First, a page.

Twelve Steps

I yesterday’s post I promised I would say more today about God’s ability to answer our prayers that seem counter to what we expect.  The best example I know of is the famous Twelve Step Program of the various anonymous groups; Alcoholics Anonymous, Narcotics Anonymous, Overeaters Anonymous, Gamblers Anonymous, and others.

These programs all have twelve steps and the steps must be done in order for the person to be successful.  Millions of people have been cured of their addictions through following the twelve steps.

These are spiritual programs though they are not religious programs.  However, anyone who has been a Catholic for any length of time will recognize our Catholic ideas throughout.

The first three streps of the twelve go like this (from the book Alcoholics Anonymous):

  1. We admitted we were powerless over alcohol—that our lives had become unmanageable.
  2. Came to believe that a Power greater than ourselves could restore us to sanity.
  3. Made a decision to turn our will and our lives over to the care of God as we understood Him.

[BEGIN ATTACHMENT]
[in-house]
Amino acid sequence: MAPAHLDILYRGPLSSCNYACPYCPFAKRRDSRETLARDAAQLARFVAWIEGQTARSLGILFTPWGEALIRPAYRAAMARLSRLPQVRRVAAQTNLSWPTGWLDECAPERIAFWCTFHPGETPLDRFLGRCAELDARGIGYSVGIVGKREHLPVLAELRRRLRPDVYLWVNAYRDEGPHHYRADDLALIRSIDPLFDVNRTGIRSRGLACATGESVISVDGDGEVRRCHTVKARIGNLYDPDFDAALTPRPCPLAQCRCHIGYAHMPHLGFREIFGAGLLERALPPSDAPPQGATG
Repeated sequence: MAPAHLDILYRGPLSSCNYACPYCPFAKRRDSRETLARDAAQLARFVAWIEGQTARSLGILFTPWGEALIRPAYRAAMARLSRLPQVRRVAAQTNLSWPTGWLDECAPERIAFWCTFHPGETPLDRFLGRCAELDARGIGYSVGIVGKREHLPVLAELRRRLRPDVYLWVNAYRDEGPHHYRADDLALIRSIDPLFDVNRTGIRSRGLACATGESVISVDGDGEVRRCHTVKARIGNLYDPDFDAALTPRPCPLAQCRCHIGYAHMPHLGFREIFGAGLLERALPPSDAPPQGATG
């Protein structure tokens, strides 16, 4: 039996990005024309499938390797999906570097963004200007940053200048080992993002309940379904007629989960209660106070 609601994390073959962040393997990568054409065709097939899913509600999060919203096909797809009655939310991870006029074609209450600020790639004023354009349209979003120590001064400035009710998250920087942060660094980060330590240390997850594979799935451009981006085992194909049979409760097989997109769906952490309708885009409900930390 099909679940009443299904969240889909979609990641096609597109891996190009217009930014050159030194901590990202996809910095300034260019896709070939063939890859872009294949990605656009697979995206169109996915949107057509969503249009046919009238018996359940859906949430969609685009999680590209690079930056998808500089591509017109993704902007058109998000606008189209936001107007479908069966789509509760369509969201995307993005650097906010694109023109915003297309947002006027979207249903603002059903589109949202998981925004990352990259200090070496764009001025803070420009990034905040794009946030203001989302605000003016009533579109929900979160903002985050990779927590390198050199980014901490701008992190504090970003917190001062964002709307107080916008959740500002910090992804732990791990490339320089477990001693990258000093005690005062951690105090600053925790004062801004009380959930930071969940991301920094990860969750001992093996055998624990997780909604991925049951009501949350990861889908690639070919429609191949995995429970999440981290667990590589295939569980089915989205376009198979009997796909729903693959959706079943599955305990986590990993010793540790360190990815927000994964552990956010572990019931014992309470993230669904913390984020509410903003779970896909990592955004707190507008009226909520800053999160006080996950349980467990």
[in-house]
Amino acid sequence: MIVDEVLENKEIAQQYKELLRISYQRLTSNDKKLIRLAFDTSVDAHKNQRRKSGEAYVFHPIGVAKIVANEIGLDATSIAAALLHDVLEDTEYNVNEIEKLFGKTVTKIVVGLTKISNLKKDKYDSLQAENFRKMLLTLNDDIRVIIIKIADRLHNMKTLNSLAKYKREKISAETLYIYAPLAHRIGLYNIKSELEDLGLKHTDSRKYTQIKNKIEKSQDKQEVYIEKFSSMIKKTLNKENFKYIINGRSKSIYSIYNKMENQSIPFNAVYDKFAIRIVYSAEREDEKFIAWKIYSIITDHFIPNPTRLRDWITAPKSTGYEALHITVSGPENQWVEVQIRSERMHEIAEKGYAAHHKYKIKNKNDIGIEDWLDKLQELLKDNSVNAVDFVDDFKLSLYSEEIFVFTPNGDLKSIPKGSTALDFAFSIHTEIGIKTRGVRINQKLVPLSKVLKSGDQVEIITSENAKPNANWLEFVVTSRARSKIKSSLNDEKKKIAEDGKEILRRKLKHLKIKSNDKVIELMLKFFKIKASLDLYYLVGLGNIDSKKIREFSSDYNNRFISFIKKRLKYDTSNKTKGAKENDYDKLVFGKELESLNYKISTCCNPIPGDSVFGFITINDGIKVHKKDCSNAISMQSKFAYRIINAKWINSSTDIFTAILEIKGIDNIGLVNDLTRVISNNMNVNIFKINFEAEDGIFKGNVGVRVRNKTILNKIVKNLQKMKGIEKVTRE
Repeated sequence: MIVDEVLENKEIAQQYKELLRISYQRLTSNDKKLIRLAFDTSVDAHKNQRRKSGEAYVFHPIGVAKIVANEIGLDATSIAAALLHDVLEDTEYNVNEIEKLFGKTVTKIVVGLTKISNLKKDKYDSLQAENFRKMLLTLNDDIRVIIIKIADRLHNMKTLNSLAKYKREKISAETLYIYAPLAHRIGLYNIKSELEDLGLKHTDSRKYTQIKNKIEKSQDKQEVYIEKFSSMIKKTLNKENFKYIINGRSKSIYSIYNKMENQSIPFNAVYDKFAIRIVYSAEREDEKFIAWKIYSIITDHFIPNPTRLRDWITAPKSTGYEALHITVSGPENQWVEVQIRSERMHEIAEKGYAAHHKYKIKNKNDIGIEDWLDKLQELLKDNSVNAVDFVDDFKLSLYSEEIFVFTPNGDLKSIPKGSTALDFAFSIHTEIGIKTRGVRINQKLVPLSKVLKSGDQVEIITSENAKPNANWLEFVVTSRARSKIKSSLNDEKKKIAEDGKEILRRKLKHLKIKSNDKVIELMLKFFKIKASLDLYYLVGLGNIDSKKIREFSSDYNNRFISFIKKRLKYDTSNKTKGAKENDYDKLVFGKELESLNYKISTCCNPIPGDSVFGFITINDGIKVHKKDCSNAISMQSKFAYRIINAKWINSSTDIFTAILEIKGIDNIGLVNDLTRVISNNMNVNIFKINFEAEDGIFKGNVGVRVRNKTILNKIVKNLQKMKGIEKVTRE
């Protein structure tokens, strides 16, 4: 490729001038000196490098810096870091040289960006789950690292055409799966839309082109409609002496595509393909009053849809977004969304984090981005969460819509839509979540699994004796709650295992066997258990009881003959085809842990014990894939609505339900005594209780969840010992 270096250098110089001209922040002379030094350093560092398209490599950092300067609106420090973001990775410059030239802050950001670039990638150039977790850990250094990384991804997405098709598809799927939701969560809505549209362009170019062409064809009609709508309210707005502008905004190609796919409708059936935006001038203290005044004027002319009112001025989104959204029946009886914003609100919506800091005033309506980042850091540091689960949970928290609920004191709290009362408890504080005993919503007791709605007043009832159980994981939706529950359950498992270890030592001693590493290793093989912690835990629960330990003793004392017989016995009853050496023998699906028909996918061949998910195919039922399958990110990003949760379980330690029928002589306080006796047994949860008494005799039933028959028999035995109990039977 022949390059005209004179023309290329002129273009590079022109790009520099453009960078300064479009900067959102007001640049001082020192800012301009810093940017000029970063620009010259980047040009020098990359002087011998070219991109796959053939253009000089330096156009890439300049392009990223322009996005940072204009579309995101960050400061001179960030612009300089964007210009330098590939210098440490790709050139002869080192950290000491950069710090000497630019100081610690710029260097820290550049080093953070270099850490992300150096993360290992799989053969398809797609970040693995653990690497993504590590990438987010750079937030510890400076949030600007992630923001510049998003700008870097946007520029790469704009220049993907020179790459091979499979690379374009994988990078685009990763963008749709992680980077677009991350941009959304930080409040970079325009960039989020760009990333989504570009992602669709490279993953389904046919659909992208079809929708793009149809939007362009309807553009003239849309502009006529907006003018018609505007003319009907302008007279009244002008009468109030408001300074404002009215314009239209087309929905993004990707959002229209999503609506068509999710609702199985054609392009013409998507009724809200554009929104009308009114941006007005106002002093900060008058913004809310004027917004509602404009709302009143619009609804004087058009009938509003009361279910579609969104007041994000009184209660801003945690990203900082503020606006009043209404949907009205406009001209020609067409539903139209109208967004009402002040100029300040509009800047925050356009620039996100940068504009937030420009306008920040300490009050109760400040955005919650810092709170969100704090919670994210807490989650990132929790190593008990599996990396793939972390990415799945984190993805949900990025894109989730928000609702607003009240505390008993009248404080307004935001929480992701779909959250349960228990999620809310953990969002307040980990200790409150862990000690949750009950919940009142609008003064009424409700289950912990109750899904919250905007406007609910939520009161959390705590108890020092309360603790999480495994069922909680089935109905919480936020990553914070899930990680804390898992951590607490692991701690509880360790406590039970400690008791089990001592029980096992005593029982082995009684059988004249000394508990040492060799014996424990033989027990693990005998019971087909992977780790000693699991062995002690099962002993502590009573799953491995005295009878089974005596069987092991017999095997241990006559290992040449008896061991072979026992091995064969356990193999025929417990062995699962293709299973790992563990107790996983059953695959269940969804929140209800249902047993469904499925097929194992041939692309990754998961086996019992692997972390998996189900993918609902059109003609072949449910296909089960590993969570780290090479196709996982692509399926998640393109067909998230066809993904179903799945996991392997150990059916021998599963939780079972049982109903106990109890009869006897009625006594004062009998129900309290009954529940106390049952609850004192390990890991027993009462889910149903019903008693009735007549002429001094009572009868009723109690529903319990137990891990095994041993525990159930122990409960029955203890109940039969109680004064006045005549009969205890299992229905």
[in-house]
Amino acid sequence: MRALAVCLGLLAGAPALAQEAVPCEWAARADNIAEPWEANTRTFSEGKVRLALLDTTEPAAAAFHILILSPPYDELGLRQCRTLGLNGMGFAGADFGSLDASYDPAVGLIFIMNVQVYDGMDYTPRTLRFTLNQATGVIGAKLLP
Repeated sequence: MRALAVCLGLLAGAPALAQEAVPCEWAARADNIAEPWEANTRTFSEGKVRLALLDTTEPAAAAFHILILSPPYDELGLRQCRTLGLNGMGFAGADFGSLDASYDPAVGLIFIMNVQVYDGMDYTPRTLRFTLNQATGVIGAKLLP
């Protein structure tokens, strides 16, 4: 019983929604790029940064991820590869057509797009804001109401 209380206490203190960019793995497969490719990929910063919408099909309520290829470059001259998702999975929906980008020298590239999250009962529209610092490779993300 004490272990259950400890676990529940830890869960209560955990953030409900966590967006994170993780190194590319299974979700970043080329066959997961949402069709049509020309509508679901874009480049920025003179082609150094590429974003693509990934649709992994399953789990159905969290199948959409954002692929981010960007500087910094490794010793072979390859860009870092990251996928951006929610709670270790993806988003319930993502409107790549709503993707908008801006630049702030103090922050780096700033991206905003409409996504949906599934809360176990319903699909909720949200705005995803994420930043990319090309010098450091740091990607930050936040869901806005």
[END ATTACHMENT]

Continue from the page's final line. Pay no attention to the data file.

Notice that you don’t get very far before you are asked to turn your life and will over to God.  Accommodation is made to the agnostic and the atheist by the words “as we understood him”.  God is referred to as a “higher power.”

God will be referred to frequently but the word “alcohol” is only mentioned in Step 1.   The rest of the steps involve “cleaning up our act” or learning to live a better life including step twelve which calls on the recovering alcoholic (addict, overeater) to help others.

That’s the real key to the whole thing.  By helping others the addict helps himself (of herself).

I don’t have space here to give you an in-depth examination of the twelve steps but I think, since this is a Catholic blog, that it’s worth mentioning steps 4 and 5.

4.  Made a searching and fearless moral and financial inventory of ourselves.
5.   Admitted to ourselves and to another human being the exact nature of our wrongs.

Sounds a lot like examination of conscience and confession, doesn’t it.  I’m just sayin’.


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